I found a folder of 68 photos, from a 2015 trip to Ireland, on a forgotten SD card. Like finding an old role of film, it turned up some treasures and lots of questions. What is this shot even of? What was I feeling on this day? Who was I, three years ago? So this week’s post is a flash fiction on that theme.


It’s not this town. And you’re glad, though this town is scenic, sprawling along a mineral-gray lake. The banks are mossy and the sky is pale blue and the hill beyond the village is artfully terraced by ancient people who carved civilization from the land with Iron Age tools. Maybe it was Bronze Age. You should know from all the museums but you don’t know.

You promised you would take decent notes. You promised you would write something brilliant from train windows or, if not then, later. But no one takes the train anymore and the buses are full of chattering tourists who are having more fun than you are. You mostly daydream of what your life would be like if you just got off at the next stop and walked away. You have a credit card and a lipstick. Isn’t that enough to erase your past, which feels weary and played out, and write a new story for yourself?

Yes, you think. In a cute village. In a yellow house, or maybe a blue house. You’ll meet a man who is a potter or a woodworker. Not a sheep farmer, though, because the stench of sheep would always be on his hands. Or you’ll meet a woman with clear blue eyes who can show you what herbs to take to heal the nagging, unnameable wound. She can show you heather when whole fields of it bloom purple. Because surely that is love: Not some Iron Age remnant of endocrine alchemy, some internal burbling and sheep-like need, but an external wonder. A sign. Acres of purple blossoms and your heart turned inside out by the sight of it and the old you made new right there, like an immaculate christening.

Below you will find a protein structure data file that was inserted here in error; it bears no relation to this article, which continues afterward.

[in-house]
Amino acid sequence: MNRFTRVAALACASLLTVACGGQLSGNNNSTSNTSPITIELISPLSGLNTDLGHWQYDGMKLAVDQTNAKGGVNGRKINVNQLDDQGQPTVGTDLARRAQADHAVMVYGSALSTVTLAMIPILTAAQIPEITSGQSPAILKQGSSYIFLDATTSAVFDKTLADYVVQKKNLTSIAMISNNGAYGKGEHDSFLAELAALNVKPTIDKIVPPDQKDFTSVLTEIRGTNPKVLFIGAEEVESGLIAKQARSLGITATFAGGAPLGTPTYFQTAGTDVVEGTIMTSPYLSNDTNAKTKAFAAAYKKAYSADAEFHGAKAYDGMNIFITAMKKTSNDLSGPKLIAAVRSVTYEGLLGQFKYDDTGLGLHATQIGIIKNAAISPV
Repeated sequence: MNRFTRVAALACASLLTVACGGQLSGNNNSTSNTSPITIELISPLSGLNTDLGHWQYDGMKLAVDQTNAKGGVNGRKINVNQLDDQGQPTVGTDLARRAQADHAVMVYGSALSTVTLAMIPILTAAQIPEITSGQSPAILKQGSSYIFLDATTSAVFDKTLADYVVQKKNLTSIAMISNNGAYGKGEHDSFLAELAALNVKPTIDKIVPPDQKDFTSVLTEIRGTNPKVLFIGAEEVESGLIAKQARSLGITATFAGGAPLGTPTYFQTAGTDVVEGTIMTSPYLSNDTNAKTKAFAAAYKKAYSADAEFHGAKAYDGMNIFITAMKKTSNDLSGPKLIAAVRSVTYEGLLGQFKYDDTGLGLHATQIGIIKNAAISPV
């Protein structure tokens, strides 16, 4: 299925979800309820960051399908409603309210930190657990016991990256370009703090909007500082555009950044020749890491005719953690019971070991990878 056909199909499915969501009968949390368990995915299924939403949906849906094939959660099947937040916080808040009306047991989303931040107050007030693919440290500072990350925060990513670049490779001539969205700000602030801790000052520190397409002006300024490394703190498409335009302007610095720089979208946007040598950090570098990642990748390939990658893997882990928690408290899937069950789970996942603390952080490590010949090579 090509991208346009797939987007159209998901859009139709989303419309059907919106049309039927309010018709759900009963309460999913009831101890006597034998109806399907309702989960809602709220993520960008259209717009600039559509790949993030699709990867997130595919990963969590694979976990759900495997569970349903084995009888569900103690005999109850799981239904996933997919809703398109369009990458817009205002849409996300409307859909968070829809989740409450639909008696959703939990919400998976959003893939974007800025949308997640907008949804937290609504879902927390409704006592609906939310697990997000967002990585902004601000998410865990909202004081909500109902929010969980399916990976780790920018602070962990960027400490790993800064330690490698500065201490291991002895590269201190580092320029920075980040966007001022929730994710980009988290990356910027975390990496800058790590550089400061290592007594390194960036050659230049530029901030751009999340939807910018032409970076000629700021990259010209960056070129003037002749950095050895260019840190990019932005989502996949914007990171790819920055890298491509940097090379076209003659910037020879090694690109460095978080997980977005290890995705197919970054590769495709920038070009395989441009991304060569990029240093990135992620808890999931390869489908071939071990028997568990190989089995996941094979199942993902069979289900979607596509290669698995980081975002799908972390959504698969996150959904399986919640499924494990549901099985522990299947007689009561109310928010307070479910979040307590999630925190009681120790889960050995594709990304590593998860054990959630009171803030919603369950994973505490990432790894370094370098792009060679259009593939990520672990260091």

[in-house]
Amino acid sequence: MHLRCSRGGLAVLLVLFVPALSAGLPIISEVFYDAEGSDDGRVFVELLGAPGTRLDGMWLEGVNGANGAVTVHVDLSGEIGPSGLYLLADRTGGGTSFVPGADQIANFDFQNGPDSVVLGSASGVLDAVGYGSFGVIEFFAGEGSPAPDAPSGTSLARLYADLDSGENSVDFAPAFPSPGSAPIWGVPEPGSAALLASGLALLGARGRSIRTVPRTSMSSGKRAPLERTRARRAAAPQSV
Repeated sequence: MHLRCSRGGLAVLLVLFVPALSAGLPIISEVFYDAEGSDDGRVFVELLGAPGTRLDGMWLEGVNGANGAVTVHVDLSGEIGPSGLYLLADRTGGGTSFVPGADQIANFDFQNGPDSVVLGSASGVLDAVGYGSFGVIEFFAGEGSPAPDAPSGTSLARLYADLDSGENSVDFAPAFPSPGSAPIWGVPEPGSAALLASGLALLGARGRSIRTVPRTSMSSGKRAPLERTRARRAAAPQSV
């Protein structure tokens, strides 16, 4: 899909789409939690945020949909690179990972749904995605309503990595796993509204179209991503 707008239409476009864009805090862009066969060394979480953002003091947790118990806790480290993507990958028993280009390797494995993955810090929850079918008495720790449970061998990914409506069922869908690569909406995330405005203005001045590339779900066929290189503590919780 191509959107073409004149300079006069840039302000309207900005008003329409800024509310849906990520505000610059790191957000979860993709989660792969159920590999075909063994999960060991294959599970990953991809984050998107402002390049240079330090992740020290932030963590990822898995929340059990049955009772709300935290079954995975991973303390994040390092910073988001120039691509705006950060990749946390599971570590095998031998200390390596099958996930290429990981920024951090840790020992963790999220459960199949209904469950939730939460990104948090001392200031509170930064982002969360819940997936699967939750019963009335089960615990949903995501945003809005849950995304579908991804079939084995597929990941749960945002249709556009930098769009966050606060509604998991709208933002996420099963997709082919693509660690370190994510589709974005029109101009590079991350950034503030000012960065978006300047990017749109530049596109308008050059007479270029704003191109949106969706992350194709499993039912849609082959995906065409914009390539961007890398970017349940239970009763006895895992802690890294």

But maybe not in this town. Sure, it has a yellow house, but it has an air of gloom if you look closely. So there may not be the potter man or the blue-eyed woman. Love might still elude you. You might be left to the raw wind, the carved hills, the sheep and their endless hunger and the way they go on grazing forever — as if there is no town out there, awaiting their arrival.


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